We’ve compiled a list of the Top 10 Time Killers based on the percentage of people spending between 1 and 2 hours a day on each non-productive activity.
33% spend between 1 and 2 hours per day attending to their emails.
22% spend more than 2 hours per day checking their emails.
27% spend between 1 and 2 hours per day surfing the Net.
8 in 10 people spend more than 2 hours per day.
26 % spend between 1 and 2 hours per day watching the box.
16% watch more than 2 hours a day of TV.
19% spend between 1 and 2 hours per day putting things off.
1 in 10 people don’t procrastinate; they’re super productive.
18% spend between 1 and 2 hours a day in meetings.
7 in 10 people spend up to 2 hours per day in meetings.
Non-business related conversations
16% spend between 1 and 2 hours per day in non-business-related conversations.
3% don’t spend any time involved in idle “water cooler” conversations.
Travel time / commuting
13% spend 1 and 2 hours a day travelling.
31% say they spend no time at all travelling. Presumably they work from home.
11% spend between 1 and 2 hours a day on social network.
75% spend up to 2 hours a day on social networking sites.
Cell phone / texting
10% spend 1 and 2 hours a day on their cell phone or texting.
1 in 10 also spends more than 2 hours a day with their phone.
Dealing with red tape
8% spend between 1 and 2 hours a day fighting through red tape.
25% don’t spend any time at all.
What type of time waster are you?
Three-fourths of workers believe negative emotions such as stress and boredom are the leading contributors to time-wasting. However, Joseph Ferrari, Ph.D., associate professor of psychology at De Paul University in Chicago, identifies three different types of procrastinators, each with different motives.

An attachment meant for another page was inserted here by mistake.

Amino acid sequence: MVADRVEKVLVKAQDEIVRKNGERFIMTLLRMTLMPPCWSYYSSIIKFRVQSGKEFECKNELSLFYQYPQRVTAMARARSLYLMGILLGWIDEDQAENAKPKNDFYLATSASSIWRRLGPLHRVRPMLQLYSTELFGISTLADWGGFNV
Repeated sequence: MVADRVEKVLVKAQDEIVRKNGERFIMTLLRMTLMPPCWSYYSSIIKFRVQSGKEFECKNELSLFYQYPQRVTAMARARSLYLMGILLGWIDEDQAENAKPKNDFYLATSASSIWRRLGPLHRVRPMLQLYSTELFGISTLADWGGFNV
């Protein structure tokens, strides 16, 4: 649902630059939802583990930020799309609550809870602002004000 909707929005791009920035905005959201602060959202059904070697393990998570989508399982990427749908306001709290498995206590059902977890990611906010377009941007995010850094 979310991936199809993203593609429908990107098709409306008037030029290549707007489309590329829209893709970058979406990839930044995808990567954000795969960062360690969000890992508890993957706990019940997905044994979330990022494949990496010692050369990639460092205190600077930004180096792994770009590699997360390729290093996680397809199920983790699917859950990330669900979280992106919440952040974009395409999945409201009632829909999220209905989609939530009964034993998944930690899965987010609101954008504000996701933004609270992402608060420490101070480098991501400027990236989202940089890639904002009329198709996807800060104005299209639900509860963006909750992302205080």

Thrill Seeker (Last-minute procrastinator): Thrill seekers feel they can procrastinate, as they enjoy the feeling of working against a deadline. Constantly set and adjust deadlines so that you still get the adrenaline rush, but are using your time more effectively than procrastinating.
Avoider (Fear procrastinator): Avoiders prefer to procrastinate as a means to avoid being judged, whether it’s from success or failure. Success is a good thing and nothing to be ashamed of. Failure is a way to learn and improve. Focus on doing the best job you can do and not on what others think.
Indecisive (Decisional procrastinator): Indecisive people are often prefectionists but procrastinate to shift responsibility from themselves. Not everything has to be perfect so try to take small risks and use your intuition. Mistakes may mean you learn something new. Try to split the task up into more manageable parts.
How can you combat time killers?
The best way to combat time killers is to gain an awareness of the time you waste and its value. The more time you waste, the more potential profit (or career-advancement) you squander. The only effective way to know where you spend your time is to track it.
Why do people use time tracking?
52% need to know where their time is effectively used.
55% It helps me to be more productive.
70% It provides better invoicing (and revenue).